Coronavirus in DC, Maryland, Virginia: What to Know on Aug. 20

Here's what to know about the coronavirus data, resources and reopenings across the D.C. area

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The number of coronavirus cases diagnosed daily in D.C., Maryland and Virginia has fallen to the lowest point in more than five weeks.

After each area loosened coronavirus restrictions at the end of June, there was a surge of infections that lasted through most of July.

But the trend line shows that the region has had success in reversing that troubling course.

Prince George's County also hit a major milestone: Finally hitting the state's positivity goal of below 5%. For weeks during the spring, Prince George's suffered the worst coronavirus outbreak in the state. It was the last county to reach the positivity goal.

On Thursday, Montgomery County, Maryland, will resume COVID-19 testing via kits it got from the state of Maryland. Testing there was halted last week when the state health department ordered it to stop using saliva tests from the Rockville lab, AdvaGenix.

Here's information on where to get tested in Montgomery County.

What the Data Shows

The data trends show fewer people are catching coronavirus because the seven-day average of new cases continues to slide.

Those numbers have dipped dramatically from last Thursday: Averages declined in D.C. from 72 to 55; in Maryland from 736 to 581 and in Virginia from 1,026 to 837.

D.C. is also reporting progress in successfully quarantining possible coronavirus patients. On Thursday, 7% of new cases were from people already quarantined because of previous contact with a confirmed patient.

It's far short of D.C.'s goal, which is to have 60% of cases diagnosed among people already quarantined. But the number is trending upward.

In Prince George's County, testing hit a significant milestone Thursday. The proportion of coronavirus tests coming back positive fell to 4.93%.

The World Health Organization suggests an area record at least 14 days with a positivity rate below 5% before proceeding with reopening, Maryland Gov. Larry Hogan's office pointed out in a release.

The map below shows the number of coronavirus cases diagnosed per 1,000 residents.

Coronavirus Cases in DC, Maryland and Virginia

COVID-19 cases by population in D.C. and by county in Maryland and Virginia

Source: DC, MD and VA Health Departments
Credit: Anisa Holmes / NBC Washington

Local Coronavirus Headlines

  • Special needs students are among the first groups who should get in-person instruction, Fairfax County school officials say. Read more.
  • Montgomery County officials said in an update Wednesday that testing will resume at county sites using test kits from the state. Testing was suspended last week after the state health department ordered the county stop using saliva tests from a Rockville lab. Read more.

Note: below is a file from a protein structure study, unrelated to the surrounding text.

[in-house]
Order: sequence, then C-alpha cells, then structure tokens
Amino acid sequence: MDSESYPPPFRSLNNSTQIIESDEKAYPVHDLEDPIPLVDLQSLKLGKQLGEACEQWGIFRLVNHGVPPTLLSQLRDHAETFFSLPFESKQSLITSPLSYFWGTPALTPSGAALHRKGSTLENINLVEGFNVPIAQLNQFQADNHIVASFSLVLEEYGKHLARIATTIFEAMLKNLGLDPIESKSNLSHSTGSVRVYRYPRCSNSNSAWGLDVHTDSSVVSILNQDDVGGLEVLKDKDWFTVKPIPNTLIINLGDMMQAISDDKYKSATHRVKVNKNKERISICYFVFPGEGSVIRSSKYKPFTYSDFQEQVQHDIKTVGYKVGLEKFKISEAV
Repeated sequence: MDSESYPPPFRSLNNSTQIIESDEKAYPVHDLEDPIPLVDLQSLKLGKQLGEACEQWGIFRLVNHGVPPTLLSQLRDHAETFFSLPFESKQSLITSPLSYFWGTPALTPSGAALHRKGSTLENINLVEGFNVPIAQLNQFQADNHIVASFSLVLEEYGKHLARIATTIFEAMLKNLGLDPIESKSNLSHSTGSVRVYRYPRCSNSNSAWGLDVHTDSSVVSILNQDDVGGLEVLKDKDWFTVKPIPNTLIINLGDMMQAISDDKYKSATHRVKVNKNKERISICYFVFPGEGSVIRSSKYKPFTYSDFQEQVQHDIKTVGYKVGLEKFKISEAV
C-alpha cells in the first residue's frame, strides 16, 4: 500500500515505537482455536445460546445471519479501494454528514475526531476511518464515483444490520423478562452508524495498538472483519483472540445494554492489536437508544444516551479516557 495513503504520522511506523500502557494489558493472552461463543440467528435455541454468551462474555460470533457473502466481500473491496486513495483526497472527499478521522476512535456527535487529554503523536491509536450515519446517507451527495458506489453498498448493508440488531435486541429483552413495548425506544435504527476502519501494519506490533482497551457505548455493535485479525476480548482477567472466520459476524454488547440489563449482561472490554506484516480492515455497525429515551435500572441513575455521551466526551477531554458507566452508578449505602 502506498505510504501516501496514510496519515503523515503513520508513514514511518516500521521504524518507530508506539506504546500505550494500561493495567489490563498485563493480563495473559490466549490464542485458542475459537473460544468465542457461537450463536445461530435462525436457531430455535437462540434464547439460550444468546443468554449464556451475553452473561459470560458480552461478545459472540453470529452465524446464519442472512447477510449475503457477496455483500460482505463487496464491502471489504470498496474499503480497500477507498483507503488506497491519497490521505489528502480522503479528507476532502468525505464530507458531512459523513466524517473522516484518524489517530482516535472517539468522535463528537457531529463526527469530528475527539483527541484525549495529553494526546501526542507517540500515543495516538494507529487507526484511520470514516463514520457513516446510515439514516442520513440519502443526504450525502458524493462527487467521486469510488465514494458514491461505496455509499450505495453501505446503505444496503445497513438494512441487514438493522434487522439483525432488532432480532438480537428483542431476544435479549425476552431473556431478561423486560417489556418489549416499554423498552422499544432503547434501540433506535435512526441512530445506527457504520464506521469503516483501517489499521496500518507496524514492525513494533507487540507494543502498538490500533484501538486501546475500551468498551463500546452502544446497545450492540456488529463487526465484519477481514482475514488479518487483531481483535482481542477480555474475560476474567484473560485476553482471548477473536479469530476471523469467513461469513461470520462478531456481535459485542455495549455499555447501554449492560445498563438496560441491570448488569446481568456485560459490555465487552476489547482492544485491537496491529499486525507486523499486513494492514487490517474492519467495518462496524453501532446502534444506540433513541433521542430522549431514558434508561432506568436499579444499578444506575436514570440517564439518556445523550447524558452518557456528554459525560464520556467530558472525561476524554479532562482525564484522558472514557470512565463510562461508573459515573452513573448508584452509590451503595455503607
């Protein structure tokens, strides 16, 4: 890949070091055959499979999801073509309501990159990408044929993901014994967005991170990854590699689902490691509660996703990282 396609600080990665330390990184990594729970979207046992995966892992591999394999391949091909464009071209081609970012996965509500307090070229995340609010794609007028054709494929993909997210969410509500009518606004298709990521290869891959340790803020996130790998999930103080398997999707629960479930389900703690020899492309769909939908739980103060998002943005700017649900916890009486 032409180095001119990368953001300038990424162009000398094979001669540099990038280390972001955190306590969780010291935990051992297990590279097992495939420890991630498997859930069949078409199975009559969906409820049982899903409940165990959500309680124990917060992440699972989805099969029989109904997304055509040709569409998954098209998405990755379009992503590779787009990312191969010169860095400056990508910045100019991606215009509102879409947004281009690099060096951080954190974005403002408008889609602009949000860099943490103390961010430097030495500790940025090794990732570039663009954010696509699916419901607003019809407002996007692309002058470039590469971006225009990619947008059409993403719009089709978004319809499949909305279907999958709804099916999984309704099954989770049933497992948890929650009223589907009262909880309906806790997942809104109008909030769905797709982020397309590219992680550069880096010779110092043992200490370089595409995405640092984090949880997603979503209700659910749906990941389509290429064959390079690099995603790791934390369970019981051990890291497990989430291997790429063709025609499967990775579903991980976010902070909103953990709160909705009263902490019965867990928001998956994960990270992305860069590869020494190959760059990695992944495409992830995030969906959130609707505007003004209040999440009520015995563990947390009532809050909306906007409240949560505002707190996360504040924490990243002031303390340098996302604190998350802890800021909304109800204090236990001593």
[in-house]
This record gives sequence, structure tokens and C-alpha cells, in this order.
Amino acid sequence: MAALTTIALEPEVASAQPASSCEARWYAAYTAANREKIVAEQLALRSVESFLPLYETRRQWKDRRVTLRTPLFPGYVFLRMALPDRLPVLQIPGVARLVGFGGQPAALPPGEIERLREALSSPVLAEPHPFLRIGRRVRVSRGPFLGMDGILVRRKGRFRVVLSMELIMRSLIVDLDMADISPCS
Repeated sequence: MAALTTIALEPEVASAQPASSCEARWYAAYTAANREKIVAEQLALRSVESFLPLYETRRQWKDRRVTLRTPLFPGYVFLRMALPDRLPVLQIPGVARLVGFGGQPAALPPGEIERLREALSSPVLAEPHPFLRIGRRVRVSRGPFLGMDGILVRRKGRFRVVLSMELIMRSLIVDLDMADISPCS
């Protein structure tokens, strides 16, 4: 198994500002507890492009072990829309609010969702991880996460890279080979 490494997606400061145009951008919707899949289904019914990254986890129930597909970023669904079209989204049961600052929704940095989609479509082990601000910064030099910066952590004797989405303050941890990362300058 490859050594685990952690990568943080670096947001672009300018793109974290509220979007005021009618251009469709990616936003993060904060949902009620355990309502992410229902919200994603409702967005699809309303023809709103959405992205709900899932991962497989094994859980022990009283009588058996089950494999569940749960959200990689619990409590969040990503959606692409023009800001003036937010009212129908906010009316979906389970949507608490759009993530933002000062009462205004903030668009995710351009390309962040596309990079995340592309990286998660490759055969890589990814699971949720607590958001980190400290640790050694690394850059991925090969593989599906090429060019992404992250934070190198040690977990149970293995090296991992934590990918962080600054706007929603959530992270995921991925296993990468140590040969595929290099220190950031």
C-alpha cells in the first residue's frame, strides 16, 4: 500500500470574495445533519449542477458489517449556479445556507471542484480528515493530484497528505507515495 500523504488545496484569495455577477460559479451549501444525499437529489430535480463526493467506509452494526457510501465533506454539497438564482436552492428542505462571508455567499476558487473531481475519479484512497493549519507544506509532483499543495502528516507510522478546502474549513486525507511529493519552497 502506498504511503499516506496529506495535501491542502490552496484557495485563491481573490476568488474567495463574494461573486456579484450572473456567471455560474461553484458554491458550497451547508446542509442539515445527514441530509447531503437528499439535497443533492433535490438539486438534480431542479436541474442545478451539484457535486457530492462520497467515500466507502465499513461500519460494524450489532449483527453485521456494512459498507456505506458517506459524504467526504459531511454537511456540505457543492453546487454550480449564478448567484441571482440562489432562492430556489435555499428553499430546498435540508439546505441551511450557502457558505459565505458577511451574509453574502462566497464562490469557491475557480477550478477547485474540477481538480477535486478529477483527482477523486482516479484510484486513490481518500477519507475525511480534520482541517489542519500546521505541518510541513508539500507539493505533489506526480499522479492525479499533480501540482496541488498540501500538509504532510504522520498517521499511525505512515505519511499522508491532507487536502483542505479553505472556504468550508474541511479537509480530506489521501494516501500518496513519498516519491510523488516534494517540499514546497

• The federal government has started sending new COVID-19 testing systems to nursing homes around the country in hopes that the rapid results provided by antigen tests will slow the spread of the virus. Long-term care facilities certainly welcome that assistance, but some have major concerns about those tests. Get the News4 I-Team report.
  • Most people recently diagnosed with the coronavirus in D.C. had no known contact with someone who had the virus and did not attend events or travel, new data from the city says. Read more.
  • Montgomery County residents who have been hit financially hard by the coronavirus pandemic can apply for short-term rental assistance. The application is open through Aug. 31.
  • Metrorail service has increased to the highest levels since the pandemic began – and more stations are opening soon. Read more.
  • Virginia Gov. Ralph Northam unveiled a plan for limited new spending on blocking evictions, boosting high-speed internet access and more. Read about the plan.

Reopening Tracker

How to Stay Safe

There are ways to lower your risk of catching coronavirus. Here are guidelines from the CDC:

  • Wear a snug-fitting mask that covers your nose and mouth. 
  • Avoid being indoors with people who are not members of your household. The more people you are in contact with, the more likely you are to be exposed to COVID-19. If you are indoors with people you don’t live with, stay at least six feet apart and keep your mask on. 
  • Wash your hands often, especially after you have been in a public place.

Sophia Barnes, Andrea Swalec and Anisa Holmes contributed to this report

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